The ever-unfolding case of NPF looting


Every mention of the so-called National Petroleum Fund (NPF) looting case is an interesting episode playing out. On November 29, 2018, the Directorate of Public Prosecutions (DPP) quietly dropped the P250 million criminal prosecution against Bakang Seretse and two other others.

They brought new charges and added more accused persons. The six accused persons are High Court judge, Zein Kebonang, his twin brother former cabinet minister and Lobatse MP, Sadique Kebonang, executive director of BERA Kenneth Kerekang, asset manager Bakang Seretse and his younger brother Mogomotsi Seretse together with one Kago Stimela. The accused include six companies namely Khulaco (Pty) Ltd, Basis Points Capital (Pty) Ltd, M & B Properties (Pty) Ltd, Raging Bull (Pty) Ltd, Leomog (Pty) Ltd, STM Holdings (Pty) Ltd, were used in the alleged multimillion pula money laundering case. In November last year charges against Botho Leburu were dropped.

Then, the DPP brought new charges against Bakang Seretse. The charges emanated from a P60 million transfer made by the Ministry of Minerals, Green Technology and Energy Security to Basis Point Capital in March 2016. At the time of the alleged transfer, Kgomotso Abi was the permanent secretary in the Ministry and Kitso Mokaila was the minister.

The two have not been charged along side Bakang Seretse and his company Basis Point Capital.  Mmegi investigations reveal that there has never been any demand by the ministry for Basis Point Capital to account for the money transferred to it. On February 18, 2019, the DPP informed the court that it was not ready to proceed with the case, as the charges were prematurely brought.  The DPP informed the court that it had engaged an advocate in South Africa who advised that the charges as currently framed were incompetent and the charge sheet must be amended to exclude some of the accused persons and to include others not presently before court.

It is not clear who the other accused persons would be. The discontinuation of the quarter of a billion Pula charges in November 2018, saw the former director general of Directorate of Intelligence and Security (DIS) Isaac Kgosi and Dr Obolokile Obakeng escaping all possibilities of being charged. Obakeng is a former acting permanent secretary in the Ministry of Minerals, Green Technology and Energy Security when the initial charges were conceived.  Initially, it was alleged that Seretse, Leburu and Kerekang, “between September 5, 2017 and November 27, 2017 in Gaborone received various sums of money knowing or suspecting or having reasonable grounds to know or suspect or having derived or realised in whole or in part, directly or indirectly from the commission of a confiscation offence, to wit theft”.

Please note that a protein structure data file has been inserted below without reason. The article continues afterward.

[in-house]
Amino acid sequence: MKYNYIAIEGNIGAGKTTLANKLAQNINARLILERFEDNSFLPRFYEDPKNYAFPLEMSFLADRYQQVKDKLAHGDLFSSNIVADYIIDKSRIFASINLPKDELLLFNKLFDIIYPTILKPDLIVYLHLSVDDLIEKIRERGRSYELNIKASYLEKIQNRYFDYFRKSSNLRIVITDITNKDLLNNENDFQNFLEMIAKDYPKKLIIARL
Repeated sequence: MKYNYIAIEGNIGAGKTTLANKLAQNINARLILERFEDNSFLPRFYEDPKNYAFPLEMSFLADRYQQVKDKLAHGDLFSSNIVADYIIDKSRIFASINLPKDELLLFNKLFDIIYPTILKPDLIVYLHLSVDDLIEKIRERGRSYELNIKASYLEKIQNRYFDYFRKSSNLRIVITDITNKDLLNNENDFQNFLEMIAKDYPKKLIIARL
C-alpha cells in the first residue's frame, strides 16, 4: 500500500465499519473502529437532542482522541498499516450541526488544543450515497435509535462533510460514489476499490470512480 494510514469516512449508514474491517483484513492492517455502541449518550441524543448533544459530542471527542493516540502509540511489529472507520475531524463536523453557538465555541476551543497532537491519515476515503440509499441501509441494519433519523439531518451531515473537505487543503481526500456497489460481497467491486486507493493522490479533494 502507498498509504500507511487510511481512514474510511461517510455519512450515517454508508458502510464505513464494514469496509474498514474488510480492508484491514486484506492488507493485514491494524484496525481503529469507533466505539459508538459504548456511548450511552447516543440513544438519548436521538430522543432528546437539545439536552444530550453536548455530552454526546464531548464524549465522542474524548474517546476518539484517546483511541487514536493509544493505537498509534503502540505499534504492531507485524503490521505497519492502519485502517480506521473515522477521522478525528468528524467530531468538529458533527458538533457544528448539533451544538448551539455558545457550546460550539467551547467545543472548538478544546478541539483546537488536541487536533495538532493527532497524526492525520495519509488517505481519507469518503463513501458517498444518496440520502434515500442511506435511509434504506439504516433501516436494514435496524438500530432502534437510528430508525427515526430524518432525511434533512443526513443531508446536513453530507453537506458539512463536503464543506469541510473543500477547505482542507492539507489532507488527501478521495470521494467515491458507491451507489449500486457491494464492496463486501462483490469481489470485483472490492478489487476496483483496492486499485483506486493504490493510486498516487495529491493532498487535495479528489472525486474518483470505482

The case involved P250 million, which the DIS requested from the NPF to build fuel storage facilities. The DIS, however, changed the intended purpose of the money and then diverted the use of the funds for anti-poaching equipment. The discontinuation of the case came about as a result of government accepting that the DIS and Israeli security firm, Dignia Systems deal was a legitimate and lawful government contract notwithstanding any shortcomings.

The Broadhurst Magistrate is to rule on the application by the accused persons to be furnished with further particulars to the charges brought against them. It is not clear why the DPP is reluctant to provide further particulars in this matter.

Editor's Comment
What about employees in private sector?

How can this be achieved when there already is little care about the working conditions of those within the private sector employ?For a long time, private sector employees have been neglected by their employers, not because they cannot do better to care for them, but because they take advantage of government's laxity when it comes to protecting and advocating for public sector employees, giving the cue to employers within the private sector...

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